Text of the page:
On May 24, the Kurdish-led autonomous administration in north and east Syria announced in a statement that it was shutting the land and maritime crossings with Syrian government-controlled areas to prevent residents from taking part in the presidential elections held May 26. The autonomous administration said only ambulances were allowed to go through the crossings.
The decision was issued a few hours after the Syrian Democratic Council, the political wing of the Syrian Democratic Forces (SDF), announced in a statement that it would not take part in the elections or facilitate them.
“The Syrian Democratic Council has repeatedly announced that it would not be involved in any elections that do not fulfill the Syrians’ goals related to their lives, rights and political presence, and that it would not facilitate any electoral process that violates the spirit of UN Security Council Resolution 2254,” the statement read.
Riad Darar, the co-chair of the Syrian Democratic Council, told Basnews on May 19 that the Syrian government had asked Kurdish authorities to allow for the holding of the presidential elections in the areas under the control of the autonomous administration.
Azad Barazi, a leader in the Kurdistan Democratic Party of Syria — one of the parties making up the Syrian Democratic Council — told Basnews on April 20 that the Syrian presidential elections would not be held in these areas.
On May 23, Syrian Foreign Minister Faisal Meqdad said, “They call themselves the Syrian Democratic Forces but they forbid Syrians from practicing their democratic right to elect their president.”
A member of the Syrian Democratic Council told Al-Monitor on condition of anonymity, “Intense negotiations were held with the Syrian regime and both parties sought to reach an understanding regarding the elections. The regime demanded the placement of ballot boxes in northern and eastern Syria. But we refused that request, because the regime had turned down a set of conditions we had demanded, such as recognition of the educational curricula of the autonomous administration, granting the latter real estate records in its areas of control and recognition of the legitimacy of contracts related to buying and selling and mortgaging of real estate in its courts — hence recognition of our autonomous administration.
"We decided not to allow the regime to hold the elections in the areas under our control and closed the crossings to those who wanted to vote, although we knew there were not many. The regime would exploit this in the media and try to show that all residents of our areas of control participated in the elections.”
“We will not allow participation in this electoral farce," the source said, adding that the elections will lack legitimacy, and not just because residents of autonomous administration-held areas would not be voting. "Millions of Syrians are scattered between the opposition-controlled areas in both Idlib and northern Aleppo, and our areas of control in northeastern Syria, which means that the Syrian regime will not be able to place ballot boxes in large areas of the country. There are also more than 6.5 million refugees distributed among 126 countries around the world, according to the statistics of the UN High Commissioner for Refugees. The numbers are believed to be actually higher. Most of them will not participate in the elections, which means that these elections lack the support of the Syrian people.”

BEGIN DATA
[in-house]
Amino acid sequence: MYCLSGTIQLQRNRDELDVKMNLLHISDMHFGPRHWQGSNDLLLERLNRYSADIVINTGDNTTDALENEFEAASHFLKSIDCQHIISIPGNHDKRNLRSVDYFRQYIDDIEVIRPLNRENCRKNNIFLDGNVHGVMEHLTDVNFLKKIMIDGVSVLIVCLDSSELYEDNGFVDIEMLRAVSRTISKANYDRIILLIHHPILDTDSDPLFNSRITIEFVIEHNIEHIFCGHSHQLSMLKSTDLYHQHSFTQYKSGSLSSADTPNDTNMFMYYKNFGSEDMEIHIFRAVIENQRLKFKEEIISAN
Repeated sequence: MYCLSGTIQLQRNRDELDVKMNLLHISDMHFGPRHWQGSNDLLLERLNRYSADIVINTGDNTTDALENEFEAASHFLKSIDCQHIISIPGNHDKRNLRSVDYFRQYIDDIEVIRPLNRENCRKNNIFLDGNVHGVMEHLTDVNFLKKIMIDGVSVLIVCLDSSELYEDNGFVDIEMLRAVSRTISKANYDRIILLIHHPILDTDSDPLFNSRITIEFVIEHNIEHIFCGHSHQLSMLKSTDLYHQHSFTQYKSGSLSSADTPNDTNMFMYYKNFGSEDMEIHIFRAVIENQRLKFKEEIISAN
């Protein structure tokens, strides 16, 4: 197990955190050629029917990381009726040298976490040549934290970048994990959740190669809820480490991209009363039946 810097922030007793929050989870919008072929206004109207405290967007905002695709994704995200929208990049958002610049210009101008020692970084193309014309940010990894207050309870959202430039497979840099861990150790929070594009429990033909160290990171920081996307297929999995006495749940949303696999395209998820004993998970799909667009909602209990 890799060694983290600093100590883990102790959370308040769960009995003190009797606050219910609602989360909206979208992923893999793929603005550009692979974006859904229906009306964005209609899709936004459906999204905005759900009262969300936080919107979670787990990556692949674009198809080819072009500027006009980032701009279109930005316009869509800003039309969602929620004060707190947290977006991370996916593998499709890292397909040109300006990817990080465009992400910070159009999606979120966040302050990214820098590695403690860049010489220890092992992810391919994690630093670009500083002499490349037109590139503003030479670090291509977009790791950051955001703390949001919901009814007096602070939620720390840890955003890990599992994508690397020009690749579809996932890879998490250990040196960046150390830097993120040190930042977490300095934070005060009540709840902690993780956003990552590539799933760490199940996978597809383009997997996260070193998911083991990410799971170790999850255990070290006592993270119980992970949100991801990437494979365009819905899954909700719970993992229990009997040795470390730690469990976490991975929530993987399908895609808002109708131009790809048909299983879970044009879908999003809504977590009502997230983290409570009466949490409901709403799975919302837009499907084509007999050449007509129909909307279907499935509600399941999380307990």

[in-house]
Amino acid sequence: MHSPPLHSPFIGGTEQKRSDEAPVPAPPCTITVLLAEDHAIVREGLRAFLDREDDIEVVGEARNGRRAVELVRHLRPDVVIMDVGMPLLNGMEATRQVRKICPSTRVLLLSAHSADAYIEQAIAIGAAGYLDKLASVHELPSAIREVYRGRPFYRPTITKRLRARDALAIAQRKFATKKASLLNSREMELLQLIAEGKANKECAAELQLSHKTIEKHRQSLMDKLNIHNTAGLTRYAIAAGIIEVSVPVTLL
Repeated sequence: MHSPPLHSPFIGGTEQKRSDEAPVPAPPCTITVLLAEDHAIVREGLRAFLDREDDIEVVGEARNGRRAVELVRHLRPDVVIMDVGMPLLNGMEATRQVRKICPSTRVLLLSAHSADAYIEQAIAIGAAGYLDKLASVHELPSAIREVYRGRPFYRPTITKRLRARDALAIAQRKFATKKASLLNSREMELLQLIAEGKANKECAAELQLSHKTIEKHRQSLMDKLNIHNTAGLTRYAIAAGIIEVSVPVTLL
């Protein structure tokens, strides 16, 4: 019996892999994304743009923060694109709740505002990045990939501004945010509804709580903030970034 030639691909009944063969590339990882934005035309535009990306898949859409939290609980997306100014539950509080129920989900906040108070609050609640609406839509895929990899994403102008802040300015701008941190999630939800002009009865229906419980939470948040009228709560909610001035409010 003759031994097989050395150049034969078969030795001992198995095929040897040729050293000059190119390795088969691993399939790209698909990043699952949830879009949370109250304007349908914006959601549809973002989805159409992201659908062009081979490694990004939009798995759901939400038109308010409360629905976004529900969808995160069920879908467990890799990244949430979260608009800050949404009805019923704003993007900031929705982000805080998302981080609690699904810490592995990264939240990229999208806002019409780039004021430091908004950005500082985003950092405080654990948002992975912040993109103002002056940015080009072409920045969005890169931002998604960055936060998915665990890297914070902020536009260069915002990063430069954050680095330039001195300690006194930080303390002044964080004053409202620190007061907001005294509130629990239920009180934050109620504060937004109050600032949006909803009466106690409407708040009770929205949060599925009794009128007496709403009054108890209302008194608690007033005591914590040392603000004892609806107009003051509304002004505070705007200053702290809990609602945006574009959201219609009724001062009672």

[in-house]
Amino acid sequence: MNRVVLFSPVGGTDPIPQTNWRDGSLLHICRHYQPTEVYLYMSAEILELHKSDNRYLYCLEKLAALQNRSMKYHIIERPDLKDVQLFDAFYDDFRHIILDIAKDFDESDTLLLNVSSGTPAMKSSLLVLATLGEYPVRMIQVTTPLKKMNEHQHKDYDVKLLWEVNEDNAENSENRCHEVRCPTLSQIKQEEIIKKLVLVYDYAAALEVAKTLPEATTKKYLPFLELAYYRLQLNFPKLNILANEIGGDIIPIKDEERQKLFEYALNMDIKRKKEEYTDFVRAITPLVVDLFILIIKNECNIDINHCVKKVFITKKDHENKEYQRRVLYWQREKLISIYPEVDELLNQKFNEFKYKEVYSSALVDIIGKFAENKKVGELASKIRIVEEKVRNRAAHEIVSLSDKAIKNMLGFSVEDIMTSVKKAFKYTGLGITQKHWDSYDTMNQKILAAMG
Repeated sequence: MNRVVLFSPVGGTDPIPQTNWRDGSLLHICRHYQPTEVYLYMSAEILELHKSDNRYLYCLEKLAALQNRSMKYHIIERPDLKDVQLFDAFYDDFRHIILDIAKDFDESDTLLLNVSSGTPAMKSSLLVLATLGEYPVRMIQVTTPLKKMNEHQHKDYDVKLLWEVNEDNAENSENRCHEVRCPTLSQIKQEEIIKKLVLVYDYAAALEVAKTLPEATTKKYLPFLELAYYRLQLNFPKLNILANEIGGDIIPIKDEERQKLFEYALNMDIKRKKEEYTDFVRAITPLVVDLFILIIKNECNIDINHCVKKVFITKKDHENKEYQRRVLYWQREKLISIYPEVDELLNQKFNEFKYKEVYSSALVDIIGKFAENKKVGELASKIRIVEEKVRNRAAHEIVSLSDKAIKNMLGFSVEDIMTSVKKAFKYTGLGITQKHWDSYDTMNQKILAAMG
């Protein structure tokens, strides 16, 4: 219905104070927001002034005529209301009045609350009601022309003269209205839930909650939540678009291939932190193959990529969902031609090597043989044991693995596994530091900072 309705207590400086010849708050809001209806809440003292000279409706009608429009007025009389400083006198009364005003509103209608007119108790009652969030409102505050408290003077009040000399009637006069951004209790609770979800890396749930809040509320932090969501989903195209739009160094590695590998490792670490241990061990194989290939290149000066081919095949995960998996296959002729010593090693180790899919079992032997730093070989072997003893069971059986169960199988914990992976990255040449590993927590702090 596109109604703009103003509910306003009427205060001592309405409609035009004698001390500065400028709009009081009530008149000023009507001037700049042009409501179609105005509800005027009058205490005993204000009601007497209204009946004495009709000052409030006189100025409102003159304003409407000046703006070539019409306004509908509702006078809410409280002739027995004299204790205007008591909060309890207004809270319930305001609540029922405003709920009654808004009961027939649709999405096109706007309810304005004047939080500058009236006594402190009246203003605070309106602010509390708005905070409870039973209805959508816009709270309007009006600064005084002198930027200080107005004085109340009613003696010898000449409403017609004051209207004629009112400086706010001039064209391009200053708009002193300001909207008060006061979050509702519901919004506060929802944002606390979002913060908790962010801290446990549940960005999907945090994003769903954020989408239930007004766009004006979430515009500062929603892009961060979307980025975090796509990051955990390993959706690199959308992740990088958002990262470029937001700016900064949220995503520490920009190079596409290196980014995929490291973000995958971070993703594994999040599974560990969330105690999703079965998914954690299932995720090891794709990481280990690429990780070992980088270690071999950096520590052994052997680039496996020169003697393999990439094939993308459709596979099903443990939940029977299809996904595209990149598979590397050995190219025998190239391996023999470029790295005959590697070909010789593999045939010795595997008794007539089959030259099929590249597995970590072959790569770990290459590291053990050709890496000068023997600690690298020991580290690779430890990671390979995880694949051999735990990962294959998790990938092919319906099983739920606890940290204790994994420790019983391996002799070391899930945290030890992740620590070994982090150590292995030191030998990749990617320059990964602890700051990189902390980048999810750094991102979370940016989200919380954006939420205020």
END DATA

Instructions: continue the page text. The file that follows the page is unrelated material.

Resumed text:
Abdulaziz Khalifa, a journalist with Baladi News, told Al-Monitor, “Recent developments — including the Syrian regime tightening the noose on the SDF by closing the crossings and preventing the entry of foodstuffs, the recent clashes between a regime-affiliated militia and the SDF-affiliated Asayish and Russia’s temporary withdrawal from some military bases in Tal Rifaat — were aimed at forcing the SDF to accept participation in the presidential elections and allow the residents of its areas to vote." Khalifa said the SDF was trying to avoid participation in the elections through economic concessions such as providing the Syrian regime with oil.
He added, “It is true that the SDF agrees with the Syrian regime on many matters, such as its stances toward the other parties on the ground, notably the opposition and Turkey, and its plans do not involve toppling the regime, but rather to impose itself on the regime and force it to recognize its self-rule, which is the gist of the problem between them. Still, the SDF cannot accept placing the ballot boxes in its areas of control in northeastern Syria, because by doing so, it would be straying from the US position that rejects the elections and become involved in achieving the agendas of the Syrian regime.”
Khalifa continued, “The Syrian regime has not sought, through its secret meetings with the SDF, to persuade it to participate in the elections and to place ballot boxes in the areas under its control because, by doing so, the regime would be acknowledging the SDF’s autonomous rule and contradicting its statements that accused the SDF of being a militia working for the US, whose interference in Syria is considered illegal for lack of coordination.
"The meetings were held by the regime’s security and military men, because the regime does not consider the SDF a political party, but rather an armed group that has gone rogue. The regime wants the SDF to allow the citizens of these areas to head to its security quarters or villages adjacent to the SDF-controlled areas to participate in the elections." Khalifa also said that whether residents of SDF-controlled area voted or not was "of little importance because the election results are decided in advance, whether the crossings are closed or not.”
Out of some 51 people who applied to run for president, Syria’s higher constitutional court selected three, including Mahmoud Ahmed Marei, Abdullah Salloum Abdullah and President Bashar al-Assad.